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Impact investing reflects a bubbling moral revolution around the world. Taught in leading-edge business classes at University of St. Thomas, investing with a conscience is experiencing explosive growth and aiming to disrupt environmental and social outrages wherever they exist. 

UST’s chief innovation officer, Dr. Beena George, discusses impact investing in her business class.

“At its core, impact investing is faith in action — the faith that requires us to drive change through bold moves,” she said.

It evokes a John Lennon world of passionate belief: Imagine there’s no hunger, it’s easy if you try.

This relatively new asset class proposes to sustainably feed the hungry, fiercely defend the environment, stop climate change, genuinely educate marginalized communities, foster peace and more.

“Doing Good” That’s Different from Philanthropy

While the related investment funds focus on healing our planet and easing human suffering, they differ from pure philanthropy in that investors also achieve a desirable financial return.

“That’s one reason the sector is growing so fast,” George explained. “While investing always carries some risk, it’s now entirely possible to do well while doing good. Many investors were yearning for this. A study by Global Impact Investing Network found that more than 90% of impact investors meet or exceed their own earning projections.”

Sustainable Opportunities to Ease Suffering

Impact investor funds, such as Acumen, look for sustainable business models and substantial market opportunities.

For instance, Bitwise Industries’ Geekwise Academy trains marginalized people to code, giving them critical skills for today’s job market; Indigo Ag develops crops capable of surviving climate change; and PEG Africa supports the growth of off-grid solar energy in West Africa, where traditional energy delivery is unreliable and costly.

Other opportunities underscore gender equality or access to affordable education, housing and quality basic services. These choices tend to be rewarding in every way.

International studies alumnus Mike Menendez ’03, who also has an MBA from Cornell University, is an impact investment professional and president of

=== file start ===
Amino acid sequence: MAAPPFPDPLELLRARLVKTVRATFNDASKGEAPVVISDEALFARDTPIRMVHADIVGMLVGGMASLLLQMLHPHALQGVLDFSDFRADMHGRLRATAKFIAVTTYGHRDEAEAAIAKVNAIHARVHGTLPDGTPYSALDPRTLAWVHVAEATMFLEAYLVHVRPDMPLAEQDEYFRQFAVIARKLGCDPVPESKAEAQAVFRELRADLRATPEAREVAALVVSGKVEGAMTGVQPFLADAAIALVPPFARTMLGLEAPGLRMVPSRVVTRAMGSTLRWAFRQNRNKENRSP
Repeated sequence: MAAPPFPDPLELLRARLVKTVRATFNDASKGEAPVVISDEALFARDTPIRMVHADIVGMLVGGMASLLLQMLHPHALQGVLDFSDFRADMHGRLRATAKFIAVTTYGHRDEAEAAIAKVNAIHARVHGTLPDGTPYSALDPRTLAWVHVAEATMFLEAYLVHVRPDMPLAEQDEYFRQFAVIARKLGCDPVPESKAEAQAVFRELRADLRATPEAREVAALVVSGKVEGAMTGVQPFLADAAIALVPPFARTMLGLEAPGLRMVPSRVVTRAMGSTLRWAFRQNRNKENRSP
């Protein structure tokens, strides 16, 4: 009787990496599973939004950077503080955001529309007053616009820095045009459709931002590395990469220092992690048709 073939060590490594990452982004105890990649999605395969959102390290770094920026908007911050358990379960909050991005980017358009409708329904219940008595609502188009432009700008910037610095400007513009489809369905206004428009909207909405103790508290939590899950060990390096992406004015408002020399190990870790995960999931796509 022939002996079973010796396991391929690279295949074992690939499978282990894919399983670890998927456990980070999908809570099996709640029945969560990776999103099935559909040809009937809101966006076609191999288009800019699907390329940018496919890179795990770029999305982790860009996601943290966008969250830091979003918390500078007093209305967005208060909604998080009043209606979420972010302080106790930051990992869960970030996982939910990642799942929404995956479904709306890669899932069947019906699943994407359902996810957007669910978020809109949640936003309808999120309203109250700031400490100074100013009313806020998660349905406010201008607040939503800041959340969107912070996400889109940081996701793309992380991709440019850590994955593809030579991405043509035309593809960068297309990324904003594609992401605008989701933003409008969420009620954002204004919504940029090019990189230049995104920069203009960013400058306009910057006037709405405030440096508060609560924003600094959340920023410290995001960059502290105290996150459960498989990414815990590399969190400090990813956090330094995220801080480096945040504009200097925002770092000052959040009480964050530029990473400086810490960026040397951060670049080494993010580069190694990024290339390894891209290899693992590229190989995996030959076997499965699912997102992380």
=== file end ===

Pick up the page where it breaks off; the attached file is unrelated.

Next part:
Southern Impact Investing Alliance, a 501(c)(3) nonprofit.

“Funds like Calvert Impact Capital are available even for small investors who long to make a difference and still grow wealth,” Menendez said. “You can identify the causes that are dearest to your heart and invest in a company that’s truly in alignment.”

Encouraging Continued Impact

In fall 2020, for the second year in a row, University of St. Thomas will lead the way to doing what is right as we host the Houston area’s only financial conference dedicated to the topic. The event is titled “Impact Investing: The Future is in Your Hearts and Hands.”

George, the conference leader, expects to see a number of students taking advantage of no-cost student admission to learn more about boldly building a world based on dignity.

“Leaders of the future fill UST’s classes,” George said. “At the conference, they will hear and connect with big thinkers who make ethical decisions that result in business success and sustainability.

“We’re here for our students and every person who is on fire to create hope for our world,” she said.

Watch for an announcement soon with details about the upcoming conference.

“You can identify the causes that are dearest to your heart and invest in a company that’s truly in alignment.”

Read Part II

About the Author — Jamie Roark

Houston-based communicator Jamie Roark researches and writes articles using a blend of storytelling skills from her journalism background and her corporate PR experience. When asked, she even comes out from behind the computer screen. Jamie has advanced expertise in spoken communications and, through her firm Simply Communicate USA, is sought by companies on four continents to teach their key leaders how to be compelling presenters and crisis spokespeople.

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